subective/objective data - page 3
I have a quick question about subjective and objective information when gathering assessment data. According to our book, subjective data can only be provided by the client. Objective is what... Read More
Sep 22, '08Occupation: ED Registered Nurse Joined: Apr '08; Posts: 616; Likes: 304Quote from PurrRN"Subjective data are obtained from the client, family, significant others, health care team members, and health records. Objective data are obtained through physical examination, results of diagnostic and laboratory tests, and pertinent nursing and medical literature" (Potter & Perry, p. 284, 2005,).
I was taught that Health records are also OBJECTIVE
Lab results, things you read ...all objective.
because it didnt come from the patient.
Sep 22, '08Joined: Jun '08; Posts: 172; Likes: 123Hmmm...our text (Jarvis) explains it differently.
If its not measured or observed by the nurse, then its subjective. I would ask: How did the information get to the mother? Was it said to the mom by the pt? I think someone else had a great way to chart that as "Pt mother says..." But if the pt is a child and the mother says "He fell on his head" or "he shoved the pearls from my necklace up his nose" then I can definitely see your point.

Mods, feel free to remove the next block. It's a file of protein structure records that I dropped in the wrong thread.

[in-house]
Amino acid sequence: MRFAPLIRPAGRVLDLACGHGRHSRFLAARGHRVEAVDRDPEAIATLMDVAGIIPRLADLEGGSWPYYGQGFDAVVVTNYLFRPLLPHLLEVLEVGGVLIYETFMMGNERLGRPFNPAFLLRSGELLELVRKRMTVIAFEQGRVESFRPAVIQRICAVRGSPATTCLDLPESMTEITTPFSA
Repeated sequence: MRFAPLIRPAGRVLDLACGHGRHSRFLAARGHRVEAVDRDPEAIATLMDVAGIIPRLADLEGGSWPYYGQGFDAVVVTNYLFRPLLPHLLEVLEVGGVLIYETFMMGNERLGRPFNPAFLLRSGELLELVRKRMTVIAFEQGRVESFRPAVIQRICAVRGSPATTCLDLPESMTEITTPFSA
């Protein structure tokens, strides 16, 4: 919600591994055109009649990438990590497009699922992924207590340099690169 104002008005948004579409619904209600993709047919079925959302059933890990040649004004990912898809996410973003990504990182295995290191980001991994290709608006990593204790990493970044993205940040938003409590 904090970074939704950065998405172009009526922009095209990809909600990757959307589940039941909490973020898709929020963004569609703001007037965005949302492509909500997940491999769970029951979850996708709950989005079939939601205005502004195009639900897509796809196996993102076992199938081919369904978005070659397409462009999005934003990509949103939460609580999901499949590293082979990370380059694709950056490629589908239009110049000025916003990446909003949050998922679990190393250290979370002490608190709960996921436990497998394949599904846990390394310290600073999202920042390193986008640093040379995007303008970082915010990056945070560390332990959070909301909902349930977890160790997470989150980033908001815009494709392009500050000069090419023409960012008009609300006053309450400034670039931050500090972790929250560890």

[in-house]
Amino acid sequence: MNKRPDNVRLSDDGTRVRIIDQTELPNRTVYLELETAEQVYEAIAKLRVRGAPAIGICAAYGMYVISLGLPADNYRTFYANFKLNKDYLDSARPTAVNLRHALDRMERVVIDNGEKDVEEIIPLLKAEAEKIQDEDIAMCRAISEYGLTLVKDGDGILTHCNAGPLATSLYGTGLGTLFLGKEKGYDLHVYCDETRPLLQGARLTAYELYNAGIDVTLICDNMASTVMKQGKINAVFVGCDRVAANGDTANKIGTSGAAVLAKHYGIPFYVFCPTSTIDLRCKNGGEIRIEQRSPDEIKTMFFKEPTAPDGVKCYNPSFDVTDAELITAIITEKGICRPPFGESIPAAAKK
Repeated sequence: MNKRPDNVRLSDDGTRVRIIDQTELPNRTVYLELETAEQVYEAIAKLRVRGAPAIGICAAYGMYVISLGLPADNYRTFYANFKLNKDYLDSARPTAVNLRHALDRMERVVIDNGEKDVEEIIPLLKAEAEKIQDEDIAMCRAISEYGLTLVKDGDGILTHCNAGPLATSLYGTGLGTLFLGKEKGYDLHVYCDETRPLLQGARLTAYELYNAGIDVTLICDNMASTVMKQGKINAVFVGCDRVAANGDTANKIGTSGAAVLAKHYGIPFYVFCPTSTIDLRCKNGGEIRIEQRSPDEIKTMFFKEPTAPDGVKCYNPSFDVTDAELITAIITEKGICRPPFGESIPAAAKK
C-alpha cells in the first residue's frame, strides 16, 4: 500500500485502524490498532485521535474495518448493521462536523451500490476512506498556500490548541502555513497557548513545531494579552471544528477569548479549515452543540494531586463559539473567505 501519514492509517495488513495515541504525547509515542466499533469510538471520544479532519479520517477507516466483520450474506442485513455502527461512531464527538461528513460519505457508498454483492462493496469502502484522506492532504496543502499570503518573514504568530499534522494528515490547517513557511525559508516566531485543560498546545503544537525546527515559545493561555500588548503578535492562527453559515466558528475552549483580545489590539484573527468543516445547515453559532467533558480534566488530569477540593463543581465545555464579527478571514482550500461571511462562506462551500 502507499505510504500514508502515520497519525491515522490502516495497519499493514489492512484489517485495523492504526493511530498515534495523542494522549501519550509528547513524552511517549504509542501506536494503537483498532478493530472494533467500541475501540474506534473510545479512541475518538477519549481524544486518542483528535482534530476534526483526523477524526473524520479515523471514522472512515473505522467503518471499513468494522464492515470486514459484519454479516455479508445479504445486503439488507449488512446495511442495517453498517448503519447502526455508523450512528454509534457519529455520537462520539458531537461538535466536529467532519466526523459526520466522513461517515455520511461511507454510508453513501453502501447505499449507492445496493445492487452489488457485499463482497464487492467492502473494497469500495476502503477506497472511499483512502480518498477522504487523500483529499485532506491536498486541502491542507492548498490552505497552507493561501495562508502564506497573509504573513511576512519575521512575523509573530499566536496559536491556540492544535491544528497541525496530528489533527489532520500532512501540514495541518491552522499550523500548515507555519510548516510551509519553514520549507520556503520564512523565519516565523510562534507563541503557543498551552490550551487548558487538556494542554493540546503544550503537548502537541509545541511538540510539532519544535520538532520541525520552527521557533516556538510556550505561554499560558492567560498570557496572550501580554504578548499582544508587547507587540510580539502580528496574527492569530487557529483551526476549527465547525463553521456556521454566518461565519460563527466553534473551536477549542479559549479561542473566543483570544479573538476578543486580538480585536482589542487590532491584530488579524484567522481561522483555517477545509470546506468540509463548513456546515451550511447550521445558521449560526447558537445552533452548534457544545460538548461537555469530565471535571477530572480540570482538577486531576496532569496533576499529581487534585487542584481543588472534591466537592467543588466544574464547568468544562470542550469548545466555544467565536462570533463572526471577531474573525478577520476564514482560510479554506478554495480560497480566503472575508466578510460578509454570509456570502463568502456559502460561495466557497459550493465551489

Sep 22, '08Specialty: med/surg, telemetry, IV therapy, mgmt ; Joined: May '05; Posts: 15,027; Likes: 8,985iposted this back on post #3. read it carefully. . .it means that when you are interviewing someone other than the patient, their views and perceptions are considered objective:
"objective": "of or having to do with a known or perceived object as distinguished from something existing only in the mind of the subject, or person thinking. . .real. . .actual. . .determined by and emphasizing the features and characteristics of the object, or thing dealt with, rather than the thoughts, feelings, etc of the artist, writer, or speaker. . .in medicine, designating or of a symptom or condition perceptible to others besides the patient" (page 1012, webster's new world dictionary of the american language, college edition, 1966).
Sep 22, '08Joined: Jul '03; Posts: 2,937; Likes: 2,388Let's say a family member gives you this information about a patient:"I took his blood pressure last night. It was 160/80." In and of itself, a blood pressure reading is objective. However, you have no way to confirm that information. So in your assessment, you can't use that information as fact and state that "Pt blood pressure was 160/80 last night." You CAN say "wife states patient's blood pressure was 160/80 last night." Thus for your assessment purposes, that information falls under subjective data.